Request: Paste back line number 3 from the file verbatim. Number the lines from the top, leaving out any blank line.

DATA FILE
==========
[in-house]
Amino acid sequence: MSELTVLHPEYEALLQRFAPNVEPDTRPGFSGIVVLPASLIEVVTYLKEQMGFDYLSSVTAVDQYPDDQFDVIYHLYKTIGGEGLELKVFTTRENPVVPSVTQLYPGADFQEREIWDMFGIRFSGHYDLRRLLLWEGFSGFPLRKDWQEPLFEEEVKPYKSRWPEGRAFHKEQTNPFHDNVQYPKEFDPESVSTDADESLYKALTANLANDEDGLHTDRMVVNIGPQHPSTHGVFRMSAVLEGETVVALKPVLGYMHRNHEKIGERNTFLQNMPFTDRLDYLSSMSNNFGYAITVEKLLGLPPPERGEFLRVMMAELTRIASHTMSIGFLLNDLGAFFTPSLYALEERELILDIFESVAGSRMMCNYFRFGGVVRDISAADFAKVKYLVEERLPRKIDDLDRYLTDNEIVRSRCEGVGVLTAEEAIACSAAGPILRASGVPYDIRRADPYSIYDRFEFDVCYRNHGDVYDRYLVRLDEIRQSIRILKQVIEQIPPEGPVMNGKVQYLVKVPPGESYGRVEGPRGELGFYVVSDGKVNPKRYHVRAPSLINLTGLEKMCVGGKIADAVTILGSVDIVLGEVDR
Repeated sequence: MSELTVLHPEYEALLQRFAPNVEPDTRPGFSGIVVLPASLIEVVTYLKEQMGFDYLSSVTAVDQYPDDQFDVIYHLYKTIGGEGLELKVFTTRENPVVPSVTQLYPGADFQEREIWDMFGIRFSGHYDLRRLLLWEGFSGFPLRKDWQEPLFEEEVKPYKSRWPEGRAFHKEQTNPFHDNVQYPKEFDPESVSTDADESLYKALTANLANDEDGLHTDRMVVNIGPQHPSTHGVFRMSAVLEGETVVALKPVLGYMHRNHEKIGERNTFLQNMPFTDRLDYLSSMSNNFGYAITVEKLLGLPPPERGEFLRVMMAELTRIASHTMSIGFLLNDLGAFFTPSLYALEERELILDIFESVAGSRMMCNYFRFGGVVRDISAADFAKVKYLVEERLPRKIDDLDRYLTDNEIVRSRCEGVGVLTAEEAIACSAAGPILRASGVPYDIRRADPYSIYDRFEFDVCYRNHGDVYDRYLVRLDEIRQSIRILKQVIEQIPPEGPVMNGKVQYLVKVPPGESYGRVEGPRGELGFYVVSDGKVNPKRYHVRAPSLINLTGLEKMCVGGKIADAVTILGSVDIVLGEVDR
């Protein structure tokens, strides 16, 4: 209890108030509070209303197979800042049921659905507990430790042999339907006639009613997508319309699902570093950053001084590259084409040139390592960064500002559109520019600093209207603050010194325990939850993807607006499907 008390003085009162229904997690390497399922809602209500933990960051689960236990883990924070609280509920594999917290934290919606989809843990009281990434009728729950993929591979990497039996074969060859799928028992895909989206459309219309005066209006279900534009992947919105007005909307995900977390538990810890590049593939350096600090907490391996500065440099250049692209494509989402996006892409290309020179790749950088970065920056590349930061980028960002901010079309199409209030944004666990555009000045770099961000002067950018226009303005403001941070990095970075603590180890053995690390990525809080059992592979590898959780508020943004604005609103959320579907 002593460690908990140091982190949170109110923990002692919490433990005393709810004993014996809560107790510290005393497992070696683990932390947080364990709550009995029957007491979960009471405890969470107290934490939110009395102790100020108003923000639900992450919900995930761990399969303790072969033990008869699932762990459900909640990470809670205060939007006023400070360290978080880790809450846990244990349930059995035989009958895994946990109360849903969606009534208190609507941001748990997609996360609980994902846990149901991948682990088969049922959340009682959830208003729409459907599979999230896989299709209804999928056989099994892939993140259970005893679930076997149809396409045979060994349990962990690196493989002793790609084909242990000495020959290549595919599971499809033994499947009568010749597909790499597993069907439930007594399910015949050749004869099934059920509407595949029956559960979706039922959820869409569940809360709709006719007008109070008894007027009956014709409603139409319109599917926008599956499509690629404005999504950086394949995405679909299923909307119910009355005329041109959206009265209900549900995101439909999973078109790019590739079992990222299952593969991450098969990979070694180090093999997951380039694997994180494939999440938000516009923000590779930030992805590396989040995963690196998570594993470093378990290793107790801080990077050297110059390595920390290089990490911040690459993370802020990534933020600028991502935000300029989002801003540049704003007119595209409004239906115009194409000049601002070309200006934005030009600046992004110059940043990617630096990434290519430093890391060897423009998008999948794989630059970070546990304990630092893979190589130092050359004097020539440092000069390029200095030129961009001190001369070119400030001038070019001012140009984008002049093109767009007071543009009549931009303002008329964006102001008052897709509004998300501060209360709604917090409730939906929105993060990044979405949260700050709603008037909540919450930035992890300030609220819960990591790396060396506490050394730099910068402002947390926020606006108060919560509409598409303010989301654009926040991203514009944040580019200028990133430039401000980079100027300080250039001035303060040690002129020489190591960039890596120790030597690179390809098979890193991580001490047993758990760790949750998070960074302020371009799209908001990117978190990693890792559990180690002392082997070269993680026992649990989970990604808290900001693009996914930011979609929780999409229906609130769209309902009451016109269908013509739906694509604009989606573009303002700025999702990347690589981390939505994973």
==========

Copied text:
Repeated sequence: MSELTVLHPEYEALLQRFAPNVEPDTRPGFSGIVVLPASLIEVVTYLKEQMGFDYLSSVTAVDQYPDDQFDVIYHLYKTIGGEGLELKVFTTRENPVVPSVTQLYPGADFQEREIWDMFGIRFSGHYDLRRLLLWEGFSGFPLRKDWQEPLFEEEVKPYKSRWPEGRAFHKEQTNPFHDNVQYPKEFDPESVSTDADESLYKALTANLANDEDGLHTDRMVVNIGPQHPSTHGVFRMSAVLEGETVVALKPVLGYMHRNHEKIGERNTFLQNMPFTDRLDYLSSMSNNFGYAITVEKLLGLPPPERGEFLRVMMAELTRIASHTMSIGFLLNDLGAFFTPSLYALEERELILDIFESVAGSRMMCNYFRFGGVVRDISAADFAKVKYLVEERLPRKIDDLDRYLTDNEIVRSRCEGVGVLTAEEAIACSAAGPILRASGVPYDIRRADPYSIYDRFEFDVCYRNHGDVYDRYLVRLDEIRQSIRILKQVIEQIPPEGPVMNGKVQYLVKVPPGESYGRVEGPRGELGFYVVSDGKVNPKRYHVRAPSLINLTGLEKMCVGGKIADAVTILGSVDIVLGEVDR